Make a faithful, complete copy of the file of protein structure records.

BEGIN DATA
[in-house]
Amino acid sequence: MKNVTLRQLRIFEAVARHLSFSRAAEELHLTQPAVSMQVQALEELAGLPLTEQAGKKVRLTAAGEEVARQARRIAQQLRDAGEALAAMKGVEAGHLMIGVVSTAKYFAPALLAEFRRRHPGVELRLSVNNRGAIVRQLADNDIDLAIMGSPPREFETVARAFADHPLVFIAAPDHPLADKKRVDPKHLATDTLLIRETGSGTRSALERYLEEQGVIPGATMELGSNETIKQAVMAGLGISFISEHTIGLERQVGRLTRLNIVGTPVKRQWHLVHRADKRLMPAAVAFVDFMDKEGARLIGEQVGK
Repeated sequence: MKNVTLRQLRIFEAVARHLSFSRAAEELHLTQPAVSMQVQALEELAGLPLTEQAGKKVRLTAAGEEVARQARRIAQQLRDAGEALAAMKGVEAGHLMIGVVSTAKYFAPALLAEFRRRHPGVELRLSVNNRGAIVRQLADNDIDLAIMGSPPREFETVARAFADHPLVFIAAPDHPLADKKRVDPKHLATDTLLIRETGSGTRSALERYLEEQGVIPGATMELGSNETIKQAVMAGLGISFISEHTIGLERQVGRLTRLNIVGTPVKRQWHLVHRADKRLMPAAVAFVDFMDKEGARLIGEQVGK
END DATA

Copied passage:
[in-house]
Amino acid sequence: MKNVTLRQLRIFEAVARHLSFSRAAEELHLTQPAVSMQVQALEELAGLPLTEQAGKKVRLTAAGEEVARQARRIAQQLRDAGEALAAMKGVEAGHLMIGVVSTAKYFAPALLAEFRRRHPGVELRLSVNNRGAIVRQLADNDIDLAIMGSPPREFETVARAFADHPLVFIAAPDHPLADKKRVDPKHLATDTLLIRETGSGTRSALERYLEEQGVIPGATMELGSNETIKQAVMAGLGISFISEHTIGLERQVGRLTRLNIVGTPVKRQWHLVHRADKRLMPAAVAFVDFMDKEGARLIGEQVGK
Repeated sequence: MKNVTLRQLRIFEAVARHLSFSRAAEELHLTQPAVSMQVQALEELAGLPLTEQAGKKVRLTAAGEEVARQARRIAQQLRDAGEALAAMKGVEAGHLMIGVVSTAKYFAPALLAEFRRRHPGVELRLSVNNRGAIVRQLADNDIDLAIMGSPPREFETVARAFADHPLVFIAAPDHPLADKKRVDPKHLATDTLLIRETGSGTRSALERYLEEQGVIPGATMELGSNETIKQAVMAGLGISFISEHTIGLERQVGRLTRLNIVGTPVKRQWHLVHRADKRLMPAAVAFVDFMDKEGARLIGEQVGK